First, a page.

I have evolved to fish this way from sight fishing to big bull trout on the Wenaha, but it works for me on every river I fish whether or not I am sight casting to big fish. And how do you swimph your flies? My method is to begin at the top of the runs, right where the white water is just beginning to die down. I cast into the whitewater allowing my flies to dead drift, giving them time to sink. As they enter into the prime water I often mend my line slightly to create a small amount of tension between my rod and my flies. It is basically trying to keep a tight line while still trying to allow the flies to do a natural drift. I also begin twitching my double bunny through drifts and then either let my fly swing towards shore or break out into an all out strip through spots where I think a big fish might like to chase down a smaller fish. The big advantage to having an almost tight line is that you can feel everything that happens to your flies. You can feel them slide across a big rock, tick tick tick across a pebble bottom, and hopefully feel the WOMP! when that big fish grabs ahold. So to recap the swimphing technique: a dead drift, followed by a tight line drift, followed by twitches, followed by either all out stripping of your fly or a gentle swing towards shore.
My fly fishing technique comes down to one goal, trying to be a good fisherman. No two pieces of water you fish are the same and so I rarely simply dead drift or simply swing my flies. I try to read each new piece of water and fish my flies in the most effective way possible given the circumstances. One small piece of water may be best fished on the swing at the top and a dead drift at the bottom and the next spot may be full of big boulders that will snatch your flies and your best bet is to actively swim your flies between the boulders. Again, my goal is always to be the best fisherman possible for each new opportunity the river gives me. I personally would grow bored if I were always dead drifting or always swinging my flies although I know many people enjoy the rhythm of a single technique. I personally like to compare it to driving a car. If I only drove straight or only drove my car in a curve, would I be a good driver? No, I would drive my car off the road. Fishing is the same except you are driving your flies through the river as close to the mouth of a steelhead or trout as possible. The more competently you drive your flies, the more fish you will catch.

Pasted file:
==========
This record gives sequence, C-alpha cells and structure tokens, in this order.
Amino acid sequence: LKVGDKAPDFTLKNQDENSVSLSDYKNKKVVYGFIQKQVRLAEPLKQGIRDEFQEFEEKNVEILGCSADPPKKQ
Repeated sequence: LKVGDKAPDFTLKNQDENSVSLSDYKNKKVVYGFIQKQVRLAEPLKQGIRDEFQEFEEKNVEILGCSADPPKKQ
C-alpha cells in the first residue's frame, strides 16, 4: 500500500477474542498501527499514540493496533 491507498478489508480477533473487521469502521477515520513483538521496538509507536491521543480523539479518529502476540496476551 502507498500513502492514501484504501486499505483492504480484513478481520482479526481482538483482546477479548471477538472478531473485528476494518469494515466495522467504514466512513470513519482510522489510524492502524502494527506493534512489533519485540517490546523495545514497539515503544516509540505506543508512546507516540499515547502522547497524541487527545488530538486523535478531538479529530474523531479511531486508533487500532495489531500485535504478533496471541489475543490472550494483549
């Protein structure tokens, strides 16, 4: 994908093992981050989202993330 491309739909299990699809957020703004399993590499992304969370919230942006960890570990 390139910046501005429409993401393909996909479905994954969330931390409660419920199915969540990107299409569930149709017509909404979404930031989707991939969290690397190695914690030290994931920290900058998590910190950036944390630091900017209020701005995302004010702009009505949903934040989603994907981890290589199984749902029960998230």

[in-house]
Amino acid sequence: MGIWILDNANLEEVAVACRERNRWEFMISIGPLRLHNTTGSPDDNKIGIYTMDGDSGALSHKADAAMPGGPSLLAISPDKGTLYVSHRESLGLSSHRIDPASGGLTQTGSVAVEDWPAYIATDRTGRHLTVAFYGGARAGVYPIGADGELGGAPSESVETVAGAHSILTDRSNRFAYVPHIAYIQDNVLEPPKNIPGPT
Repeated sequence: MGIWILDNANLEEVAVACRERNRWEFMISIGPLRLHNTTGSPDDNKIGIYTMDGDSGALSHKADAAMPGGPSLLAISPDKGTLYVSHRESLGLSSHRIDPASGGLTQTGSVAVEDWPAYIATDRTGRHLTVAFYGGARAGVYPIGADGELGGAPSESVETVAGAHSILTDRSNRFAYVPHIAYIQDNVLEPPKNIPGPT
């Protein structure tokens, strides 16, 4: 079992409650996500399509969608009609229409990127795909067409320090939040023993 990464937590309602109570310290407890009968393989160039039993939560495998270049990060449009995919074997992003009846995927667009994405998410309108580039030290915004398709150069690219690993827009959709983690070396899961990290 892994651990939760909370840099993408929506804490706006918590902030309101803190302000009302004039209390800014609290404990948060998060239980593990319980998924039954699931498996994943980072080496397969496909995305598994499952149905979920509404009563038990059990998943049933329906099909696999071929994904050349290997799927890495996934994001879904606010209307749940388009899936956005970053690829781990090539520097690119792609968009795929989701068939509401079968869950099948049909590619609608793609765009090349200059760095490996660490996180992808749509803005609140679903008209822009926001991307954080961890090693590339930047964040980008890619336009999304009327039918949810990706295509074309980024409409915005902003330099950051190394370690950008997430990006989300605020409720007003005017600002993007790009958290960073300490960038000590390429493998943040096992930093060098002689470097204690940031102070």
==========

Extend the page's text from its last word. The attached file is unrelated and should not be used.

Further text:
Back to an overview of the Grande Ronde: As Octboer progresses the steelhead fishing on average gets better the later in the month you go. On the other hand, the days get shorter, the weather turns colder, it could rain or even snow, and the big rainbow fishing tends to slow down. By late October and early November the steelhead fishing is usually quite good, but your days are short and the nights are probably going to be cold. For me, I like to be on the river at all those times, but if you have to choose just one time you should choose based on your appetite for weather versus big fish numbers.
It was rather chilly on the river this morning. My boots and waders were frozen and there was a thin layer of ice on everything from the dew freezing. But as I walked out of my tent and took a look around I was struck anew with the beauty of this canyon. I have fished and floated this canyon perhaps 12-16 times already this year and spent almost every other weekend hiking some other beautiful remote canyon, but I was seriously taken back this morning with just how special this place is. Fog was lifting off the river revealing the layers of basalt going several thousand feet above the river. The birch, alder, and larch are turning varying shades of yellow. The hawthorne is turning pink and red. There are many other bushes that I don’t know the names of turning colors. It is simply beautiful. And while you get to sit back and enjoy this scenery a flock of mergansers fly by, their wings hissing through the frosty morning air. Next a bald eagle circles and eventually a second bald eagle takes flight and the pair glides out of sight down the next bend in the river.
I took my time at camp this morning. I had roughly 17 miles to go to the takeout and I had hoped to get some fishing in, but I made a second batch of coffee and took it all in extra long. Does it get any better than this? I don’t think so.
Eventually I made myself pack camp and begin rowing the raft downstream. I kept the raft faced upstream and put my back into it to make up time. It was a beautiful canyon and a beautiful cold morning, but I had to make it to the take-out 17 miles downstream and hopefully get some fishing in on the way. I only fished a few spots on the way out. I again was privileged enough to battle two steelhead, which I was quite happy with given my short fishing time available.
Take a trip down the Grande Ronde. Take 4 or 5 days and appreciate it. Enjoy the frosty mornings that are a clear mark that winter is coming. Be taken back by the impressiveness of the basalt. Yes, rocks are cool. They can also be awe inspiring. Watch the mergansers fly by and listen to the sound of their wings as they cut through the air. Watch the eagles floating, gliding, or simply sitting atop an old dead snag and be happy there are still places out there we can go to enjoy these things. Count yourself blessed for seeing it all and if you catch 1 or 10 steelhead, you are doubly blessed.